I try to work ahead on my blog posts. Monday was busy. Besides my normal KFRM Central Kansas report and a blog post after a fire at our old high school, I helped serve a funeral dinner at church, accompanied at middle school choir and left school a few minutes early so I could be back to the church to sing at the funeral.
I poured coffee. I refilled water glasses. I scraped plates and washed dishes alongside my church friends. I played a too-fast-for-me accompaniment for a boys' ensemble. I sang at a friend's memorial service.
I didn't have time to write about being part of an agricultural community that day. I was living it.
Usually at harvest time, there's a story in the local newspaper about a community coming together to harvest an ailing neighbor's fields. But it happens quietly many days.
Sometimes, we're on the receiving end.
Sometimes, we're on the giving end.
It's part of what it means to be living and working in a small, rural community.
So, no, I didn't blog about National Ag Day on Tuesday. I probably missed the opportunity to join a hashtag movement (if only I understood Twitter's hashtags) or piggyback onto some other form of publicity for myself, though I have no illusions that I'll become the next Pioneer Woman anyway.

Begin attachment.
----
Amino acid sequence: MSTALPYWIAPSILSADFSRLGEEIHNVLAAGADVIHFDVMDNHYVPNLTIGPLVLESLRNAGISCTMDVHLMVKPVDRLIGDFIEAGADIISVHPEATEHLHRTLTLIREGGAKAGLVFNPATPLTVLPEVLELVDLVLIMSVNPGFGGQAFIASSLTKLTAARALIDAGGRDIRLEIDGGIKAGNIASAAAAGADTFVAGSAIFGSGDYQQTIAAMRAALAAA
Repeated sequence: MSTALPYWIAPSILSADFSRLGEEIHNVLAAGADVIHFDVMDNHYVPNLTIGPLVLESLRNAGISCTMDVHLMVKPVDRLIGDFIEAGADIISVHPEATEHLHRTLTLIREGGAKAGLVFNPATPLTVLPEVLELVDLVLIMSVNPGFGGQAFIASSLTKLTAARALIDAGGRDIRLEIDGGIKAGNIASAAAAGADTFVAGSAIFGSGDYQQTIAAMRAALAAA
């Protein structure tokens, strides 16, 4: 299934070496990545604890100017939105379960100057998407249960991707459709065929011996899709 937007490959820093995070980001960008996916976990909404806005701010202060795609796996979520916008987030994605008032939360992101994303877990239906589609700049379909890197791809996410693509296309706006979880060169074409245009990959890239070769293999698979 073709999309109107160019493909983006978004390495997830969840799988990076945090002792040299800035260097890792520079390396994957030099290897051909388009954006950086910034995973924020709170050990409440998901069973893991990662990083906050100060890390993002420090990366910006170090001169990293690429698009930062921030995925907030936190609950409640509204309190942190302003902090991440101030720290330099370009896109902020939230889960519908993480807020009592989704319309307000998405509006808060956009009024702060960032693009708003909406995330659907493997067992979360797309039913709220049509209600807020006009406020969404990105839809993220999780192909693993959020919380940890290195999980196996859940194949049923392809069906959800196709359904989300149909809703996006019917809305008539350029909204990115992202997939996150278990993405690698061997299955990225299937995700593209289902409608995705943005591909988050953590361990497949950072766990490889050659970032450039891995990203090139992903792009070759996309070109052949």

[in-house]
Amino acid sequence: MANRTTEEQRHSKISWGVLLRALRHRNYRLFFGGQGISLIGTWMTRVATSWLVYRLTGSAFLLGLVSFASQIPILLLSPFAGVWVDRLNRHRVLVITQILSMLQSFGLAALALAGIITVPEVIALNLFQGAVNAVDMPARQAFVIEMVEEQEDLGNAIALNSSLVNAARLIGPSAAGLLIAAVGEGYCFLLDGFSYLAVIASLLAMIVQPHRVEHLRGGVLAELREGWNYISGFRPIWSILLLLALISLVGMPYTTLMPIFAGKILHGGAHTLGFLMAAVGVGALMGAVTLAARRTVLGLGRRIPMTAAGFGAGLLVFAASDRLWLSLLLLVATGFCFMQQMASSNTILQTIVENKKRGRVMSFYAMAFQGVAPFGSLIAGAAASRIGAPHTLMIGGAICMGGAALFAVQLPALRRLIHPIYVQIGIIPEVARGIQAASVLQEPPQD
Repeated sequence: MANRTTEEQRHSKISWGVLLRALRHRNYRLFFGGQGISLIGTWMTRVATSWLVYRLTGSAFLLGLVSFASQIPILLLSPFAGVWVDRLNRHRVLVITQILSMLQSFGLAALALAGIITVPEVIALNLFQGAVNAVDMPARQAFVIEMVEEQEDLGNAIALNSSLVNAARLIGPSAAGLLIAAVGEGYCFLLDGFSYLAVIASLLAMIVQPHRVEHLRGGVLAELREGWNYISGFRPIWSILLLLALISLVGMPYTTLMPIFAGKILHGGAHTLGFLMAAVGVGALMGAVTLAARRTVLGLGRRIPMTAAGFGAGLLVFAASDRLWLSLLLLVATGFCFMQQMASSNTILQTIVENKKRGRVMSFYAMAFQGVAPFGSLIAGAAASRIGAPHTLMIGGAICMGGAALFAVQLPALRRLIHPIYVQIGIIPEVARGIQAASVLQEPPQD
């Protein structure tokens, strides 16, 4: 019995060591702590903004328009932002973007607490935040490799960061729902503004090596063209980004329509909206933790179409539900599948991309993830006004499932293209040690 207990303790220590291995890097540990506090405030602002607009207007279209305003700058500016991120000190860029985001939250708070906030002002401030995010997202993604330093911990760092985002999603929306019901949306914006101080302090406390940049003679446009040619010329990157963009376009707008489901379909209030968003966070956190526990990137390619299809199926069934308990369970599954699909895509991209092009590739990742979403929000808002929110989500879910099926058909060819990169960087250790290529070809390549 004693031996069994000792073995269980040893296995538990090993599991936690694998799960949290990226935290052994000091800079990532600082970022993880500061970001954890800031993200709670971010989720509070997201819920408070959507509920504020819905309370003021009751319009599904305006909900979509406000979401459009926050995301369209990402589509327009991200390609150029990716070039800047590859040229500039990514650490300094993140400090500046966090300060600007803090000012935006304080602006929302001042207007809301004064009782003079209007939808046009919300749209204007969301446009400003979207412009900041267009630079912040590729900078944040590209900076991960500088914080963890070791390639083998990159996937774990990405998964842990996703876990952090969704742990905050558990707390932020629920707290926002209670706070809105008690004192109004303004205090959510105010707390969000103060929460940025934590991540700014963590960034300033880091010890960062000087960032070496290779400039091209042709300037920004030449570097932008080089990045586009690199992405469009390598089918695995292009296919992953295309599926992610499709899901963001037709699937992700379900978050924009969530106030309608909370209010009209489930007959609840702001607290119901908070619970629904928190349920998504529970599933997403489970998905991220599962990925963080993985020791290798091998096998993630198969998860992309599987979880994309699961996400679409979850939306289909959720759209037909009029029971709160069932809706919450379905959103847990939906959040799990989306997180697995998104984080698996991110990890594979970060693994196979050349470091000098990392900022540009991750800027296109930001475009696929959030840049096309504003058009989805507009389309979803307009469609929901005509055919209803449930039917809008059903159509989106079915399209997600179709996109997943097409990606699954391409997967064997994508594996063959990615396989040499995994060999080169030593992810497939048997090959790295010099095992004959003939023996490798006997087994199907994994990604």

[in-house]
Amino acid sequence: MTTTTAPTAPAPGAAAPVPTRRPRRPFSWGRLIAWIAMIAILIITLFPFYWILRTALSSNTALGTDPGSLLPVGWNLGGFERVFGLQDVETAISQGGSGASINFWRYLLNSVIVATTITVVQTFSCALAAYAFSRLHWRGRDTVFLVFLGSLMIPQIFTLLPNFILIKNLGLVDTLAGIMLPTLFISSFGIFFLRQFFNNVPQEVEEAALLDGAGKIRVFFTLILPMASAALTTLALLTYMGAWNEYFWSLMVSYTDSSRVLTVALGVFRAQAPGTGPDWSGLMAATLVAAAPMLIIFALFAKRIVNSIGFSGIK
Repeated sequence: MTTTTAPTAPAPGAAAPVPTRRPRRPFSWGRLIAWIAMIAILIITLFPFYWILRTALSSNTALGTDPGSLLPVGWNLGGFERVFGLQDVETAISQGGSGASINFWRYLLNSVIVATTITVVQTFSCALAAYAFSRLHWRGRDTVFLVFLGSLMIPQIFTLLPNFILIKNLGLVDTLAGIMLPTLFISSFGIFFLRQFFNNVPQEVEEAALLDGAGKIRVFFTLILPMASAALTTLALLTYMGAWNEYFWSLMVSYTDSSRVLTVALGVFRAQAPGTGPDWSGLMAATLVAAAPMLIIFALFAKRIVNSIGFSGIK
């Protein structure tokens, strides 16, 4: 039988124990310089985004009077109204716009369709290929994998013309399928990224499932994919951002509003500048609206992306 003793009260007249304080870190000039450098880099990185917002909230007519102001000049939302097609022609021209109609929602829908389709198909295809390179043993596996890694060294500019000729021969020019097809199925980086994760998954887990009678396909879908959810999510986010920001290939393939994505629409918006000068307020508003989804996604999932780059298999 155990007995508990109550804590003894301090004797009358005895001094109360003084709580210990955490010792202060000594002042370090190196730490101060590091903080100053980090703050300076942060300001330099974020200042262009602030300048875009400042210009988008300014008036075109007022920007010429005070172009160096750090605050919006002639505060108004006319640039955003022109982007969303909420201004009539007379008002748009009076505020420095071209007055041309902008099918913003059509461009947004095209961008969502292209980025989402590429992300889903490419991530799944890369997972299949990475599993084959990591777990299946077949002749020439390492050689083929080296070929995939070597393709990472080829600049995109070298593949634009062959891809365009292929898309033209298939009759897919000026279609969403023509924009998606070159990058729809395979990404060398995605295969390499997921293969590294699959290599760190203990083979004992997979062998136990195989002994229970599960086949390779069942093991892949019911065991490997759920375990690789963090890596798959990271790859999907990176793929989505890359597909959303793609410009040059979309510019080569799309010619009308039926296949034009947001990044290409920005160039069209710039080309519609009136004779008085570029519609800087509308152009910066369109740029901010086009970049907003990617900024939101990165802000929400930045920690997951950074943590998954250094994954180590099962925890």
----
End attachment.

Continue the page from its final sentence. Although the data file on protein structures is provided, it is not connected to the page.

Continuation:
I could have told you lots of interesting facts. For example (from the Corn & Soybean Digest):
- The U.S. farmer of today produces enough food and fiber for approximately 160 people. This number was 19 people in 1940, 46 people in 1960, and 115 people in 1980.
- Farmers receive just under 16¢ of every consumer dollar that is spent on food. The other 84¢ is spent on processing, packaging, marketing, transportation, distribution and retail costs of the food supply.
|Randy did more of the heavy lifting than I did!|
Some day, I hope my kids and grandkids will use this as a record of our lives on this piece of God's earth on the Stafford/Reno County Line. And I hope they'll know it was more than just statistics. It was a way of life.
***I'm linked to the Country Fair Blog Hop via Nicole's Tales of a Kansas Farm Mom. Click on the link for more news from the country.